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triazolam
Titre du document / Document title

Pharmacokinetics and clinical effects of multidose sublingual Triazolam in healthy volunteers

Auteur(s) / Author(s)

JACKSON Douglass L. (1 2) ; MILGROM Peter (2 3) ; HEACOX Gail A. (2 3) ; KHARASCH Evan D. (4);

Affiliation(s) du ou des auteurs / Author(s) Affiliation(s)

(1) Department of Oral Medicine,, University of Washington School of Dentistry, Seattle, WA, ETATS-UNIS
(2) Dental Fears Research Clinic, University of Washington School of Dentistry, Seattle, WA, ETATS-UNIS
(3) Department of Dental Public Health Sciences, University of Washington School of Dentistry, Seattle, WA, ETATS-UNIS
(4) Departments of Anesthesiology and Medicinal Chemistry, University of Washington, Seattle, WA, ETATS-UNIS

Résumé / Abstract

Triazolam is increasing in popularity as a premedication prescribed by dentists to help their fearful and anxious patients tolerate the potentially aversive nature of some dental procedures. Recent anecdotal reports suggest that incremental sublingual dosing of triazolam may be an effective technique for producing conscious sedation in the dental setting. Although promising, no laboratory or clinical data have been available to evaluate the efficacy or safety of this approach. This study was designed to determine the pharmacokinetics and sedative effects of incremental sublingual dosing of triazolam (total, 1.0 mg) in healthy adults. Ten healthy adult volunteers received sublingual triazolam (0.25 mg) followed by additional doses after 60 (0.50 mg) and 90 (0.25 mg) minutes. Plasma triazolam concentrations, clinical effects (Observer's Assessment of Alertness/Sedation score), and processed electroencephalogram (bispectral index score) were measured intermittently for 3 hours. Plasma triazolam concentrations (mean ± SD, 5.1 ± 1.1 ng/mL) and drug effects (Observer's Assessment of Alertness/Sedation score, 2 ± 1; and the bispectral index score, 62 ± 16) were greatest in all subjects at the end of the 3-hour evaluation period. Eight of the subjects had Observer's Assessment of Alertness/Sedation scores consistent with the definition of deep sedation or general anesthesia (Observer's Assessment of Alertness/Sedation score, <3) at some of the later time points in the 180 minutes of data collection. In comparison, 4 of the subjects had bispectral index scores less than 60 during these later time points of data collection. Given the considerable inter-subject variability in triazolam concentrations and effects, additional research is needed to assess this multidosing strategy before it can be endorsed as a useful and safe sedation technique for managing fearful and anxious patients in dental practice.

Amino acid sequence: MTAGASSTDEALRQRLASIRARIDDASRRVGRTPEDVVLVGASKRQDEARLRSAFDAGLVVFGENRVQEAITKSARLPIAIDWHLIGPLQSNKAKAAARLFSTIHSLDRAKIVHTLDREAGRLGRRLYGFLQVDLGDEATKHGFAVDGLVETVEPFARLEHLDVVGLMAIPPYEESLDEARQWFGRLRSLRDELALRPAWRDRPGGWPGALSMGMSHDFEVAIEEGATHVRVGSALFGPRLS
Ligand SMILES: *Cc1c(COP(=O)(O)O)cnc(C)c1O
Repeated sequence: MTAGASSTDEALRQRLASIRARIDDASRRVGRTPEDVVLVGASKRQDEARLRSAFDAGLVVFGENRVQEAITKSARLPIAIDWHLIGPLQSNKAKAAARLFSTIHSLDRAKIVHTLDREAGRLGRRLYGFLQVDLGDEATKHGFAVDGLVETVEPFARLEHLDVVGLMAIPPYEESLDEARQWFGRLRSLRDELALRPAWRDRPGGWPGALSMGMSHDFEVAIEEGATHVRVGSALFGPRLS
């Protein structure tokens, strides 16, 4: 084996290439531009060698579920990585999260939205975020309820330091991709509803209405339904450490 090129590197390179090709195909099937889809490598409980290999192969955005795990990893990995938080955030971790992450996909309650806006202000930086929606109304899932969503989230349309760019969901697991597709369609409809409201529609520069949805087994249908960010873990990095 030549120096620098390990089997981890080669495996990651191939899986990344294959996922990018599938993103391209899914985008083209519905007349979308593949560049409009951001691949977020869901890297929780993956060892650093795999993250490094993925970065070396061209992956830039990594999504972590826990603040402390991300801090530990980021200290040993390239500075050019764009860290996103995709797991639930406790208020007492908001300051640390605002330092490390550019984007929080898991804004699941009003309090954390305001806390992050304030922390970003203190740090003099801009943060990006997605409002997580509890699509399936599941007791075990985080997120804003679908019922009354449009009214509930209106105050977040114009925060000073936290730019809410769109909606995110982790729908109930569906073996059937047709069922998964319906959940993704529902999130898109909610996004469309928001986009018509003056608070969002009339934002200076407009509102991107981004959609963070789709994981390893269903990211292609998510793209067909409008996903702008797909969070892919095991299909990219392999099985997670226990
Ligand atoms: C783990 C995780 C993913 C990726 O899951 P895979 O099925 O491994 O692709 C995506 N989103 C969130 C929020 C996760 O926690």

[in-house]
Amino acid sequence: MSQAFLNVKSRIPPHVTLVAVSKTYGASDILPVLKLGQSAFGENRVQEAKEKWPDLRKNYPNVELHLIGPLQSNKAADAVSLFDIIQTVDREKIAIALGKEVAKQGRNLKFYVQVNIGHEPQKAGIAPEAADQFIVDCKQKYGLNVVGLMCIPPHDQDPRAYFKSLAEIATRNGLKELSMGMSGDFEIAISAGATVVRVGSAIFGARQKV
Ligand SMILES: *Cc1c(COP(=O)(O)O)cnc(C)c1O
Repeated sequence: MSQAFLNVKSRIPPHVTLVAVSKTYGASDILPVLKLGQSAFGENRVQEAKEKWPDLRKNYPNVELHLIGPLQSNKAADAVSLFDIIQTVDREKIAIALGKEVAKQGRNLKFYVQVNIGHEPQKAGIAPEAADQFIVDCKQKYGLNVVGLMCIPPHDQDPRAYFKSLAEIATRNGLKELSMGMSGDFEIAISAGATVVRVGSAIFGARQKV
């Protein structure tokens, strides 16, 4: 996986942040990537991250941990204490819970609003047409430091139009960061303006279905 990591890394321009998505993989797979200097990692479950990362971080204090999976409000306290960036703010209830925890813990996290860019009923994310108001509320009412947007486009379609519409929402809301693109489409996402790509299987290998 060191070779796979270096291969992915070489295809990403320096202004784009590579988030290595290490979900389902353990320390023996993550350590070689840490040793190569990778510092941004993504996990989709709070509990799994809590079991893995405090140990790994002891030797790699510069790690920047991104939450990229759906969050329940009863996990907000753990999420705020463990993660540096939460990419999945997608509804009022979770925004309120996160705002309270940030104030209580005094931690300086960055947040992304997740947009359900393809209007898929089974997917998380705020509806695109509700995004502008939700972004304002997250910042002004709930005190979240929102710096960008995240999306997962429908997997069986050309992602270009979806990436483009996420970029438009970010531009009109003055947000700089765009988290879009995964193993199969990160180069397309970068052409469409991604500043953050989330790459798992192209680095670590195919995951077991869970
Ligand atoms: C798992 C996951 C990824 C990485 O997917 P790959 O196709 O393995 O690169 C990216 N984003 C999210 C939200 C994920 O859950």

Revue / Journal Title

Journal of clinical psychopharmacology   ISSN 0271-0749   CODENJCPYDR

Source / Source

2006, vol. 26, no1, pp. 4-8 [5 page(s) (article)] (26 ref.)

Langue / Language

Anglais

Editeur / Publisher

Lippincott Williams & Wilkins, Hagerstown, MD, ETATS-UNIS  (1981) (Revue)

Mots-clés anglais / English Keywords

Benzodiazepine derivatives ; Hypnotic ; Human ; Healthy subject ; Triazolam ; Sublingual administration ; Pharmacokinetics ;

 

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